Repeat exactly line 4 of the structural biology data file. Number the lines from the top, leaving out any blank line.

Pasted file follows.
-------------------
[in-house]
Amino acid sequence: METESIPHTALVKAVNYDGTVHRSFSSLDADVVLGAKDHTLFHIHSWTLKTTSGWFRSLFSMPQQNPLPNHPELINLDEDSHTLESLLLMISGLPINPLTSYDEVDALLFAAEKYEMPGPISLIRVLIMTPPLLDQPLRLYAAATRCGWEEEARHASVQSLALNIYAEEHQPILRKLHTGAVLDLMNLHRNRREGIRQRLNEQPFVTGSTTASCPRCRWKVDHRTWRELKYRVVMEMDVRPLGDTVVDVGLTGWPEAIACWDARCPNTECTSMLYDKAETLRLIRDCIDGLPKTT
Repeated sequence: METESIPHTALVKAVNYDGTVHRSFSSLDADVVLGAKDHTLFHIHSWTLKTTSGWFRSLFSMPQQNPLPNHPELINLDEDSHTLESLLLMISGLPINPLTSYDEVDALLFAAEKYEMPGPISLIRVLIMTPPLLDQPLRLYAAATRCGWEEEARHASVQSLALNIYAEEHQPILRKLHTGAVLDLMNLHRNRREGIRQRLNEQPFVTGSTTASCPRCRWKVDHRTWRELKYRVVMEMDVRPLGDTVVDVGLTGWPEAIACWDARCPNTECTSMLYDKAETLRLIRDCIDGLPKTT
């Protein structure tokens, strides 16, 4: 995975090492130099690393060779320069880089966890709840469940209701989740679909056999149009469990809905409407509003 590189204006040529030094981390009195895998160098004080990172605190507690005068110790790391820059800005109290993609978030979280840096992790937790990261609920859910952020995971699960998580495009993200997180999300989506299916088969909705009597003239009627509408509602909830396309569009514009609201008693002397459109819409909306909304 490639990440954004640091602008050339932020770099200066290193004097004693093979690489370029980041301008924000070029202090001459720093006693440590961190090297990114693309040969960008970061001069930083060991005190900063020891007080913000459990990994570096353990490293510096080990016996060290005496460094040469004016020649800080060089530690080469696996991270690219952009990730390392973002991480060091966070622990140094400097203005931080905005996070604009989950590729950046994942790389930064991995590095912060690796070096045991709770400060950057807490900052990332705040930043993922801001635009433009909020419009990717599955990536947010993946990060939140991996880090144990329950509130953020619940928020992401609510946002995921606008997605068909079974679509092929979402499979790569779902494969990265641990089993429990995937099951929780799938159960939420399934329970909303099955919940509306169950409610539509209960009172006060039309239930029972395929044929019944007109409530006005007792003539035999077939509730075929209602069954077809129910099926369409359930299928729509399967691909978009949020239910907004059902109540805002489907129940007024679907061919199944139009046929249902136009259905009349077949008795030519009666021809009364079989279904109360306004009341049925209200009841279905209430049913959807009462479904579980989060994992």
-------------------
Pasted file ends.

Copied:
């Protein structure tokens, strides 16, 4: 995975090492130099690393060779320069880089966890709840469940209701989740679909056999149009469990809905409407509003 590189204006040529030094981390009195895998160098004080990172605190507690005068110790790391820059800005109290993609978030979280840096992790937790990261609920859910952020995971699960998580495009993200997180999300989506299916088969909705009597003239009627509408509602909830396309569009514009609201008693002397459109819409909306909304 490639990440954004640091602008050339932020770099200066290193004097004693093979690489370029980041301008924000070029202090001459720093006693440590961190090297990114693309040969960008970061001069930083060991005190900063020891007080913000459990990994570096353990490293510096080990016996060290005496460094040469004016020649800080060089530690080469696996991270690219952009990730390392973002991480060091966070622990140094400097203005931080905005996070604009989950590729950046994942790389930064991995590095912060690796070096045991709770400060950057807490900052990332705040930043993922801001635009433009909020419009990717599955990536947010993946990060939140991996880090144990329950509130953020619940928020992401609510946002995921606008997605068909079974679509092929979402499979790569779902494969990265641990089993429990995937099951929780799938159960939420399934329970909303099955919940509306169950409610539509209960009172006060039309239930029972395929044929019944007109409530006005007792003539035999077939509730075929209602069954077809129910099926369409359930299928729509399967691909978009949020239910907004059902109540805002489907129940007024679907061919199944139009046929249902136009259905009349077949008795030519009666021809009364079989279904109360306004009341049925209200009841279905209430049913959807009462479904579980989060994992």